Thursday’s Rugby news sees the Force awaken, Rebel’s lock Matt Philip still with a point to prove, Red’s coach Brad Thorn wanting to keep talent on home shores and a Trans-Tasman comp continuing to gather momentum.
This week will be the first time the Western Force are back in Super Rugby since their exile in 2017. The Force will fly out to New South Wales on Friday, and Head Coach Tim Sampson has reported that the group is “full of excitement” ahead of their first Super Rugby AU game for the year. The Force had to patiently wait last week as the new competition kicked-off.
The team will begin their campaign against the NSW Waratahs, who they played in their last Super Rugby clash on an emotionally charged night in Perth three years ago. Since then, the West Coast-East Coast rivalry has been bubbling along, and should produce a fiery match-up.
“The team can’t wait,” Sampson said.
“The excitement has been building for a long time to play against the Australian clubs again. It’s been brewing since the new Super Rugby structure was first mooted and we’re here now in the midst of game week, prepared and determined for the challenge.”
Following the Force’s game against the Waratahs on Saturday night, the team will relocate to the Hunter Valley, an arrangement Sampson is very thankful for.
“We’re delighted to be back in the Hunter Valley region after a great experience here during pre-season when we had a practice match in front of a big crowd,” he said.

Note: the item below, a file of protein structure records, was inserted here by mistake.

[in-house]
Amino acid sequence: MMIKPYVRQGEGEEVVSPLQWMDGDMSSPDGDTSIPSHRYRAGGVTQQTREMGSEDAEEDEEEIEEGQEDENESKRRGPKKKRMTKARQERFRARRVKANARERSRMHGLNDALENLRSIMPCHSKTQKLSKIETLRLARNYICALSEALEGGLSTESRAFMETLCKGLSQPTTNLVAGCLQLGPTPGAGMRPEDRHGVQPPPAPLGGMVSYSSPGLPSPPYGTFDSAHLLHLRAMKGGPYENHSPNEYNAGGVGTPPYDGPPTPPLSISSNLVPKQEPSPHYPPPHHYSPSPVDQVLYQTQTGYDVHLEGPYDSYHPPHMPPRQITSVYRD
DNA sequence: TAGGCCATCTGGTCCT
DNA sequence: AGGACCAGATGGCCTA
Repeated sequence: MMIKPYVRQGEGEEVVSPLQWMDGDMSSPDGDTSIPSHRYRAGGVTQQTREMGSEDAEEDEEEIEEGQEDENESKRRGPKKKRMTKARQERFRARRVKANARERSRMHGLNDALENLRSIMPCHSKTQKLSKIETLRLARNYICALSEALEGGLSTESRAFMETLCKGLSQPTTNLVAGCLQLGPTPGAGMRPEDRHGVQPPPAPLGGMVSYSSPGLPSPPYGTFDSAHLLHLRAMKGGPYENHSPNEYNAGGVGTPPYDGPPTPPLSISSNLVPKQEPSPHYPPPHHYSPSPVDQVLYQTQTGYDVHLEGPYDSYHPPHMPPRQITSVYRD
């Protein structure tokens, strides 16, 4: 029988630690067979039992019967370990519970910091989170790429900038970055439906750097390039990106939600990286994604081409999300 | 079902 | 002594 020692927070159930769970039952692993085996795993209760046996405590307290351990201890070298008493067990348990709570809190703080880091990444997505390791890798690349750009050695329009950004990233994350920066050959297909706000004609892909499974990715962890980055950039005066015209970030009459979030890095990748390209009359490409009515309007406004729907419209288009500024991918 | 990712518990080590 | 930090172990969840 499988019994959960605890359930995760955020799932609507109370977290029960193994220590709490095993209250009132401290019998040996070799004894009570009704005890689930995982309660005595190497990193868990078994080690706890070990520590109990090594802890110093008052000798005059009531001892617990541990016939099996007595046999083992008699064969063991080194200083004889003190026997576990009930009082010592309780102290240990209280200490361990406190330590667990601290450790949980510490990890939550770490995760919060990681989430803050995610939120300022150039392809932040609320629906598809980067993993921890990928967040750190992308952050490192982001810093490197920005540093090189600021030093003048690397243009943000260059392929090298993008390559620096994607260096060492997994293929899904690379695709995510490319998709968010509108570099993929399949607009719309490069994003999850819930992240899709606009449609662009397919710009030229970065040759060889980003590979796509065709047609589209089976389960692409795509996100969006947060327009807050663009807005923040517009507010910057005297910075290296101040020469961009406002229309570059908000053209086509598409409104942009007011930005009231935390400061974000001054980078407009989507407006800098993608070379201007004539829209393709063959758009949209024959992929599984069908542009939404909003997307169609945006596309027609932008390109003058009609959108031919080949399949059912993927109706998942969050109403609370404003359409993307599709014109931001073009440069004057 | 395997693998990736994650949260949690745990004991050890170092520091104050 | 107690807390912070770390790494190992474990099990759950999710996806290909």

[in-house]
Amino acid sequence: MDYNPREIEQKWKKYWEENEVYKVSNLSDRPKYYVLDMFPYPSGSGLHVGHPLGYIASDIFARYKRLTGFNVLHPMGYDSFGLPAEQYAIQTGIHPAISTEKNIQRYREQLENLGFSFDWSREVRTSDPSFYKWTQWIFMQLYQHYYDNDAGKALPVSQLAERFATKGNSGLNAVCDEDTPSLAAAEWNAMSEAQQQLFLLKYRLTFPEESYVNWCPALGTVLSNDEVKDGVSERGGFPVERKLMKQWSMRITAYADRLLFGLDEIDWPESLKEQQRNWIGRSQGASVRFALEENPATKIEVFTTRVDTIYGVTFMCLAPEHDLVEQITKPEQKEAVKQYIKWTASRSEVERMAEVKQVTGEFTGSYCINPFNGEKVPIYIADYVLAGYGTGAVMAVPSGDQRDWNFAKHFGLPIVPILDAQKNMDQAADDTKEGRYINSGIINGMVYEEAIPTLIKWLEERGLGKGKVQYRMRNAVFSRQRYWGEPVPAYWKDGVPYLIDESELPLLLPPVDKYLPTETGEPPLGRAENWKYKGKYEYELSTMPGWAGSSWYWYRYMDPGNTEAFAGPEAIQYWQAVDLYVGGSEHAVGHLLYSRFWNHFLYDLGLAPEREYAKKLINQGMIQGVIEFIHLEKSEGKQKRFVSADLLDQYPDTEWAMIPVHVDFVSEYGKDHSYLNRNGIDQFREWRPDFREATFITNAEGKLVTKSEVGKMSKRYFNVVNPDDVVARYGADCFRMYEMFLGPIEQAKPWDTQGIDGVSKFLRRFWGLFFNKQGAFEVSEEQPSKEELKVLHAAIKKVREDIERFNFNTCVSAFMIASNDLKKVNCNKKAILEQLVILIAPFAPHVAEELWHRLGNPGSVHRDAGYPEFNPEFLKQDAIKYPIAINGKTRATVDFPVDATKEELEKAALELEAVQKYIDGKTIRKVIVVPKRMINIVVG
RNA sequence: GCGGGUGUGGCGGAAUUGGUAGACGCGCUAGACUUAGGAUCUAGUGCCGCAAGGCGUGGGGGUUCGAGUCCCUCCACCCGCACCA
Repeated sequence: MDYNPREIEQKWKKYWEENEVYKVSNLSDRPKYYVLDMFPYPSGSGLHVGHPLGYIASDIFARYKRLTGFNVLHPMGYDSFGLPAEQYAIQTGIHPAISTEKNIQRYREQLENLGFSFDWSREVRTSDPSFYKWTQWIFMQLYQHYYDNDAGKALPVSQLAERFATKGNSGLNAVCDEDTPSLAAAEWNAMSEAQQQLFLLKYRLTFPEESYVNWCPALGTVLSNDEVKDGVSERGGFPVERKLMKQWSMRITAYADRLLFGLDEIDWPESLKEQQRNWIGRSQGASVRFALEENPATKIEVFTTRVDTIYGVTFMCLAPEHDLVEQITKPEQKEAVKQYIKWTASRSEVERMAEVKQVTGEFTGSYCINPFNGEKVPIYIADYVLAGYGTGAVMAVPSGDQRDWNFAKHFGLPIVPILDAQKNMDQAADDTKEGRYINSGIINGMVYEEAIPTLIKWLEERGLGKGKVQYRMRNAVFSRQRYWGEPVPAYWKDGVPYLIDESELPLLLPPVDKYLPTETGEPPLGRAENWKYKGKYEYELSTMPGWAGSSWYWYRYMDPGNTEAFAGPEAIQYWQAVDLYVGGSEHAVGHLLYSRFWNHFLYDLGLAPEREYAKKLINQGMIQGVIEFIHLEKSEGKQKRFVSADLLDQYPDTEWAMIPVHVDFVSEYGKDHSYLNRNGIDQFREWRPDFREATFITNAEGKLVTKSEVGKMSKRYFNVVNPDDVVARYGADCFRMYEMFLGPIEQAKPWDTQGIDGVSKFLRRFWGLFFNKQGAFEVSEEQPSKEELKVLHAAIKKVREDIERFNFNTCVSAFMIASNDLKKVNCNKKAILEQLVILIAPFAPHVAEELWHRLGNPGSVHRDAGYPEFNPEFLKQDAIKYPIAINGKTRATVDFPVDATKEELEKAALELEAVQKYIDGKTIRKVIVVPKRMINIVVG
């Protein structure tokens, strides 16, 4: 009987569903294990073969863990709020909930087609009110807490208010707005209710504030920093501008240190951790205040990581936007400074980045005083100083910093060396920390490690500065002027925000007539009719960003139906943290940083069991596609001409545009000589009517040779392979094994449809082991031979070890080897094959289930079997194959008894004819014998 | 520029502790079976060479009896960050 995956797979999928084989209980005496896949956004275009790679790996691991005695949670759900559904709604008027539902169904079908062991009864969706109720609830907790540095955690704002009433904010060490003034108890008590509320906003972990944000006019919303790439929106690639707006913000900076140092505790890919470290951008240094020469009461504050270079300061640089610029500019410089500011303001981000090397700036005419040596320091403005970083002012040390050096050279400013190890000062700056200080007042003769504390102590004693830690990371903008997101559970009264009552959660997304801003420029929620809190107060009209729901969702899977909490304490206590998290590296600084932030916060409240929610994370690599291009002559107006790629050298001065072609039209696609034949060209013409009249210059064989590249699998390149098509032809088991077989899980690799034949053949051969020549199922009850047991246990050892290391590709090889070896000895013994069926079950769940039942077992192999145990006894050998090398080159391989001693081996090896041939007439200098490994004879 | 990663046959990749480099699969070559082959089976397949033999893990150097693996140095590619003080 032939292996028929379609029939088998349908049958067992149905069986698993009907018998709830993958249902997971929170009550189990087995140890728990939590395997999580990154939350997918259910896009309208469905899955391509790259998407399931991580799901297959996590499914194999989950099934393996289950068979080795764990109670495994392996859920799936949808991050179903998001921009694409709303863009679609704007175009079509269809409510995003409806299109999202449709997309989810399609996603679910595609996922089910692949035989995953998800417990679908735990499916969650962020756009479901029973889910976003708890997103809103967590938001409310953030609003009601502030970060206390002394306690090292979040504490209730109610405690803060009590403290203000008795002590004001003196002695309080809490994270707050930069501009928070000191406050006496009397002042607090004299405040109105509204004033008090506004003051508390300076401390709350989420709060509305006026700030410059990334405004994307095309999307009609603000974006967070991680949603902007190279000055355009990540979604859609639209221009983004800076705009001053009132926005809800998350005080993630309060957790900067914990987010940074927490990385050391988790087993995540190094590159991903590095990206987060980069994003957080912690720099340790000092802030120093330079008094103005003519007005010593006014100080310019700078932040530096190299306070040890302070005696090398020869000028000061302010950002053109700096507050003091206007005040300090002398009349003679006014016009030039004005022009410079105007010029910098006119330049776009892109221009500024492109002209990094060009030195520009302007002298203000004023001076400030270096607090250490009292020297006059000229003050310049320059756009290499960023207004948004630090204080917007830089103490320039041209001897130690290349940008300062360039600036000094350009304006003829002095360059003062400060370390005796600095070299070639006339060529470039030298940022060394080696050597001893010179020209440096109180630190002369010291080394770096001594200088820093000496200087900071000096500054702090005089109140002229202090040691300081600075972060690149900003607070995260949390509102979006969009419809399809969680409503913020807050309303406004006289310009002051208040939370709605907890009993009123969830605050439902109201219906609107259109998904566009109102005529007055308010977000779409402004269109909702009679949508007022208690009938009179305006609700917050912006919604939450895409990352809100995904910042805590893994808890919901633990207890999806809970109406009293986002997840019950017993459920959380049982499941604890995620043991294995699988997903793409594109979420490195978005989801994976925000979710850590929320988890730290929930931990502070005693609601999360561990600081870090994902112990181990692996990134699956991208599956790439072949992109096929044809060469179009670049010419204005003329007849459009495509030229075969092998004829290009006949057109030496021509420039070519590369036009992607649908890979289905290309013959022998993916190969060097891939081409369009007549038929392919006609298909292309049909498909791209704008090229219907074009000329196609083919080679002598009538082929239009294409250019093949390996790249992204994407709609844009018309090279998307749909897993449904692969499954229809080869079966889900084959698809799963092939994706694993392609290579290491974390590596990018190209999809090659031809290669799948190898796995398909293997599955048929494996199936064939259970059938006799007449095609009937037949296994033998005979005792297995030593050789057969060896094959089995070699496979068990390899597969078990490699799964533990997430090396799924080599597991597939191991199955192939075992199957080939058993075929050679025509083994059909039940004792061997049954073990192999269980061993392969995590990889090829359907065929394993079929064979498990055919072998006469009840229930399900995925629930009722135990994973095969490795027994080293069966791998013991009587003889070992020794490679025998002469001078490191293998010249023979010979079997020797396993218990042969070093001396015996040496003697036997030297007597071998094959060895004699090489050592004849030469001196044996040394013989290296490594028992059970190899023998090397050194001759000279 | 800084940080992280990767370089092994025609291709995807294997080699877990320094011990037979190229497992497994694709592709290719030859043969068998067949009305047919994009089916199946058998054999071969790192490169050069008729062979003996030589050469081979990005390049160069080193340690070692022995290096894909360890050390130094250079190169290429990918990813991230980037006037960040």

“It’s a strong rugby area and there’s a lot of passion there, so we really appreciate St Philip’s Christian College hosting us and allowing us to use their facilities.”
Wallabies jerseys are on the line for the Force players, with new national coach Dave Rennie making it clear that he will picking a squad based on form in the Super Rugby AU. Coach Sampson believes the lads will have plenty to play for.
“I’m stoked for the players. For them to have the opportunity to go and play in a competition like this in front of Wallabies selectors is brilliant,” Sampson said.
“We have the utmost belief that we can perform in this competition, as there are individuals in our team that can certainly attract the attention of the right people for national selection. I’m just rapt the players get this opportunity and the loyal Sea of Blue get to witness them play at this level again.”
Rebel with a cause
Matt Philip isn’t ruling out a return to Australian rugby despite signing a one-year deal with Top 14 club Pau. The Melbourne Rebels second-rower wants to add to his three Test caps before his departure.
Philip claims the move to France is attempt to improve his chances of becoming a regular Wallaby. He hasn’t been able to break back into the Australian side since making his debut in 2017 and said he hoped getting some experience in European rugby would give him an edge.
“I’m going for a short stint overseas but I am available for all of the Super Rugby competition and all Test matches this year,” Philip said, shedding some light on his new deal.
“I’m hoping to come back at the end of next year’s Super Rugby season and will be available for next year’s Test matches.
“I’m hoping I will put in a good enough performance that they will want to keep me for the long term but in the short term I’m going to get a bit of experience overseas.
“Hopefully it gives me a point of difference around my forward play as it’s a pretty tough old competition over there so I think it’s going to benefit me.”
The 26-year-old said he’d been in regular contact with new Wallabies coach Dave Rennie, who had been giving him feedback on his game.
The Rebels are on the move again this weekend after being beaten by the ACT Brumbies in Canberra last Saturday night.
The team has relocated to Sydney, as they give up a home game to meet the Queensland Reds on Friday night at Brookvale Oval.
At least Manly Marlins product Philip will feel right at home on the Northern Beaches.